Open Access

Role of Helicobacter pylori in the triggering and evolution of hemorrhagic gastro‑duodenal lesions

  • Authors:
    • Dragos George Popa
    • Cosmin Vasile Obleagă
    • Bogdan Socea
    • Dragos Serban
    • Marius Eugen Ciurea
    • Marian Diaconescu
    • Ionică Daniel Vîlcea
    • Cristian Meșină
    • Cecil Mirea
    • Dan Nicolae Florescu
    • Vlad Dumitru Baleanu
    • Meda Comandasu
    • Mihai Silviu Tudosie
    • Laura Carina Tribus
    • Bogdan Niculescu
  • View Affiliations

  • Published online on: August 9, 2021     https://doi.org/10.3892/etm.2021.10582
  • Article Number: 1147
  • Copyright: © Popa et al. This is an open access article distributed under the terms of Creative Commons Attribution License.

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Abstract

The majority of studies concerning Helicobacter pylori (H. pylori) are oriented towards the implication of infection with H. pylori in processes that end in the formation of neoplasia, without assessing the impact of the bacterium in triggering acute gastroduodenal hemorrhagic episodes. The present study includes 166 patients with upper digestive hemorrhage, admitted to the ATI Clinic, the Gastroenterology Clinic or to the Surgery II Clinic of the County Emergency Clinical Hospital in Craiova, Romania between 2017 and 2019. All patients were monitored for evolution and received treatment according to current guidelines, and hemorrhagic lesions were biopsied. In the study group, 56.8% of the patients with upper gastrointestinal bleeding (UGIB) were positive for H. pylori and 43.2% were negative. In patients less than 50 years of age, non‑steroidal anti‑inflammatory drug (NSAID) use and H. pylori infection had a cumulative effect in causing bleeding lesions, but in patients older than 50 years of age, the use of NSAIDs was replaced by therapies with oral antiplatelet or anticoagulant agents. The need for hemostasis surgery was more common in patients who exhibited H. pylori‑positive UGIB compared to H. pylori‑negative (16 vs. 9.7%). In patients with H. pylori‑positive hemorrhagic lesions, gastric resection was frequently required to obtain hemostasis. Persistence of H. pylori infection in patients with a history of gastric resection (4.1%) still predisposes to a hemorrhagic or neoplastic complication.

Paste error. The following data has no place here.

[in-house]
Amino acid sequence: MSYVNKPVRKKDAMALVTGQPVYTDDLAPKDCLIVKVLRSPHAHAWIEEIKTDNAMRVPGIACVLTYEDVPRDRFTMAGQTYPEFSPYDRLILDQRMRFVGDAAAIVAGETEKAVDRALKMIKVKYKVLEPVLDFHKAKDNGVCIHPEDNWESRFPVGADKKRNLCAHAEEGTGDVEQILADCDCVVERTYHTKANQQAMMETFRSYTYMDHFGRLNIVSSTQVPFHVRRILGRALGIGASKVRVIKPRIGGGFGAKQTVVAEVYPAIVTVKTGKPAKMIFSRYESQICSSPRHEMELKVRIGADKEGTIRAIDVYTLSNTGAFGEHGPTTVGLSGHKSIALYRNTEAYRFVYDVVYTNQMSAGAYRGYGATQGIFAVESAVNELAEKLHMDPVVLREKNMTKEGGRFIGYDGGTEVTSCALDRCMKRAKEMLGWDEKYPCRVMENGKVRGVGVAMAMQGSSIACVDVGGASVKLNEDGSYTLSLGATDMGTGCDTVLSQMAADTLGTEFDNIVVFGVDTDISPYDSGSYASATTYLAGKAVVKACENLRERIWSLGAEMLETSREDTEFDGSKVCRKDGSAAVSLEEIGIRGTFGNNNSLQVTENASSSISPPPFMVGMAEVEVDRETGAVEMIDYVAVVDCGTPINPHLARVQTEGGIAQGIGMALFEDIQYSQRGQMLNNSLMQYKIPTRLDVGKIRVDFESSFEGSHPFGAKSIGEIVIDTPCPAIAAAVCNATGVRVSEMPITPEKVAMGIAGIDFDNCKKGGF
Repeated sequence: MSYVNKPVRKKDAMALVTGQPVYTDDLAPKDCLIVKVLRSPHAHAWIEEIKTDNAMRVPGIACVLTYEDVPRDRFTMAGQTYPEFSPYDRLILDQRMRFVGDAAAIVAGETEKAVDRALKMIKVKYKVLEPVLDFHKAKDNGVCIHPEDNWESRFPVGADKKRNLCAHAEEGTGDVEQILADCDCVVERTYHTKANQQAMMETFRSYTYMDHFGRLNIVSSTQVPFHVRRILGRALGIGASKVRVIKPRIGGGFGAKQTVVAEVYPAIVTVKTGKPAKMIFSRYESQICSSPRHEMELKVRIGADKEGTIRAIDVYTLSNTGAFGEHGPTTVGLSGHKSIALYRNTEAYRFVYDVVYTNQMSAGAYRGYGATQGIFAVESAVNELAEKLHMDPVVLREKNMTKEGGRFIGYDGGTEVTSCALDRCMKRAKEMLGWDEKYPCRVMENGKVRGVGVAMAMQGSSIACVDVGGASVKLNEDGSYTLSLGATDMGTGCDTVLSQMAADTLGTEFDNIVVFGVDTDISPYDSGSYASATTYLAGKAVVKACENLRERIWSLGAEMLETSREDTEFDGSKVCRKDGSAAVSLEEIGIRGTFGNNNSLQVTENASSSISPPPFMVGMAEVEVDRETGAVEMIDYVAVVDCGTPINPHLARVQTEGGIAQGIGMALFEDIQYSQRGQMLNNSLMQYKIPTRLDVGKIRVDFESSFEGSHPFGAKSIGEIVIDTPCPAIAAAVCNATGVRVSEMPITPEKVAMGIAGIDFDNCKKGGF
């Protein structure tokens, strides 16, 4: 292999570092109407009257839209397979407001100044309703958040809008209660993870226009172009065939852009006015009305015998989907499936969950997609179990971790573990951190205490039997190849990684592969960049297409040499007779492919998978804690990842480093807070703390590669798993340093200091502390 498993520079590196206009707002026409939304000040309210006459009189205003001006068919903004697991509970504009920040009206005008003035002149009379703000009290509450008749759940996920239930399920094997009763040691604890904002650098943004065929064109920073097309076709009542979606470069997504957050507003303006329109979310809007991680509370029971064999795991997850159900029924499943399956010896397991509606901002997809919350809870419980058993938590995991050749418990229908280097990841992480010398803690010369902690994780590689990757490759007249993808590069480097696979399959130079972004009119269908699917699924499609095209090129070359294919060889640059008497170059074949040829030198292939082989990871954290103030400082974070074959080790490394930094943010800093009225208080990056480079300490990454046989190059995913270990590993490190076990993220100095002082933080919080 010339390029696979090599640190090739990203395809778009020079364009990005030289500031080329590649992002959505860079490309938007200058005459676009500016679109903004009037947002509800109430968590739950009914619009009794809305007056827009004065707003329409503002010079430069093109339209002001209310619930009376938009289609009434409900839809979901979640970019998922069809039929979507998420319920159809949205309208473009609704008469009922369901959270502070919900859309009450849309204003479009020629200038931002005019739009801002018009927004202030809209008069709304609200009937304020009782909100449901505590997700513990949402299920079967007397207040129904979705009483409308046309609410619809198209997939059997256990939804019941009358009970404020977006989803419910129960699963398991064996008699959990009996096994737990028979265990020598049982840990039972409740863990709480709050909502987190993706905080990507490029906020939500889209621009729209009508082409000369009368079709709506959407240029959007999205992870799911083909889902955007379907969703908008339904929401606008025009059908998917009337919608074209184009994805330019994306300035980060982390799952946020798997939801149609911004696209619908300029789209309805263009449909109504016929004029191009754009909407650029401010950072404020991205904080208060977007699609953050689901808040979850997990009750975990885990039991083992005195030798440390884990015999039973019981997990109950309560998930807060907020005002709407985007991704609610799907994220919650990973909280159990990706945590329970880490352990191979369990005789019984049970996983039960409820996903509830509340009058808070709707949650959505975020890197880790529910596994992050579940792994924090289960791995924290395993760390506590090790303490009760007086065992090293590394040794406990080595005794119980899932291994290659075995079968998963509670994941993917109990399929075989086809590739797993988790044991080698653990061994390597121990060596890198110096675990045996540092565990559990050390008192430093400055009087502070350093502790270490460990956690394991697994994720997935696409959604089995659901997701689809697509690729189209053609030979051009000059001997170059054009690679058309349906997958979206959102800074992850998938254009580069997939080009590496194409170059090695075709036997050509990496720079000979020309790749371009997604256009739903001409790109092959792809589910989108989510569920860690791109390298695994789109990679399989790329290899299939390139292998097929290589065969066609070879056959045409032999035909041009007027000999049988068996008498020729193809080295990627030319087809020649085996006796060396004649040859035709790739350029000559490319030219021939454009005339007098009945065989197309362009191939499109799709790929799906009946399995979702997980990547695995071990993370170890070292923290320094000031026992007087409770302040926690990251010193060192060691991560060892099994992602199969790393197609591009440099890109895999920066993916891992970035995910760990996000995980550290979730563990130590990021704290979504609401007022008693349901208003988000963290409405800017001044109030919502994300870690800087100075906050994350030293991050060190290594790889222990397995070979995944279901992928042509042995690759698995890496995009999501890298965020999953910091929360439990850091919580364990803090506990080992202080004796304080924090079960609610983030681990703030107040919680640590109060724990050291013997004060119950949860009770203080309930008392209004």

Introduction